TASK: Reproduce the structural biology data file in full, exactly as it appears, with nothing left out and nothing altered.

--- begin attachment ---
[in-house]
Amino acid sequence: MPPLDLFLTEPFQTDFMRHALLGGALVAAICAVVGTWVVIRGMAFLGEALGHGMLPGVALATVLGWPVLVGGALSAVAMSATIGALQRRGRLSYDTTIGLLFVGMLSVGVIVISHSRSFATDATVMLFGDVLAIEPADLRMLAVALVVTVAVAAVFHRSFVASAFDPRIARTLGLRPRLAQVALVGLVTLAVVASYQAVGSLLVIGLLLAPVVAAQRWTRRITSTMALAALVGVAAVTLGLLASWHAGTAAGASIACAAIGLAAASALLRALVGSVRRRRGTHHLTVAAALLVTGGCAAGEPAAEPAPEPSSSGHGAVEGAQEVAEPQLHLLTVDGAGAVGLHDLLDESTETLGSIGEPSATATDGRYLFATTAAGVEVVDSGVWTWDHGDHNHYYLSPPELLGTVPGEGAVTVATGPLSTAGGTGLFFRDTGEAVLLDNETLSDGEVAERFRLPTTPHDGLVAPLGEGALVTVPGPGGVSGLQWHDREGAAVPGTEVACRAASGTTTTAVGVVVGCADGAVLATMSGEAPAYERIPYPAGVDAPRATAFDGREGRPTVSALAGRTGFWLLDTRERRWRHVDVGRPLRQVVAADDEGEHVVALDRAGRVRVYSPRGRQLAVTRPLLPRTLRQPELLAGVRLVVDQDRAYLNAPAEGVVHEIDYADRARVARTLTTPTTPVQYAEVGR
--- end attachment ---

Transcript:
[in-house]
Amino acid sequence: MPPLDLFLTEPFQTDFMRHALLGGALVAAICAVVGTWVVIRGMAFLGEALGHGMLPGVALATVLGWPVLVGGALSAVAMSATIGALQRRGRLSYDTTIGLLFVGMLSVGVIVISHSRSFATDATVMLFGDVLAIEPADLRMLAVALVVTVAVAAVFHRSFVASAFDPRIARTLGLRPRLAQVALVGLVTLAVVASYQAVGSLLVIGLLLAPVVAAQRWTRRITSTMALAALVGVAAVTLGLLASWHAGTAAGASIACAAIGLAAASALLRALVGSVRRRRGTHHLTVAAALLVTGGCAAGEPAAEPAPEPSSSGHGAVEGAQEVAEPQLHLLTVDGAGAVGLHDLLDESTETLGSIGEPSATATDGRYLFATTAAGVEVVDSGVWTWDHGDHNHYYLSPPELLGTVPGEGAVTVATGPLSTAGGTGLFFRDTGEAVLLDNETLSDGEVAERFRLPTTPHDGLVAPLGEGALVTVPGPGGVSGLQWHDREGAAVPGTEVACRAASGTTTTAVGVVVGCADGAVLATMSGEAPAYERIPYPAGVDAPRATAFDGREGRPTVSALAGRTGFWLLDTRERRWRHVDVGRPLRQVVAADDEGEHVVALDRAGRVRVYSPRGRQLAVTRPLLPRTLRQPELLAGVRLVVDQDRAYLNAPAEGVVHEIDYADRARVARTLTTPTTPVQYAEVGR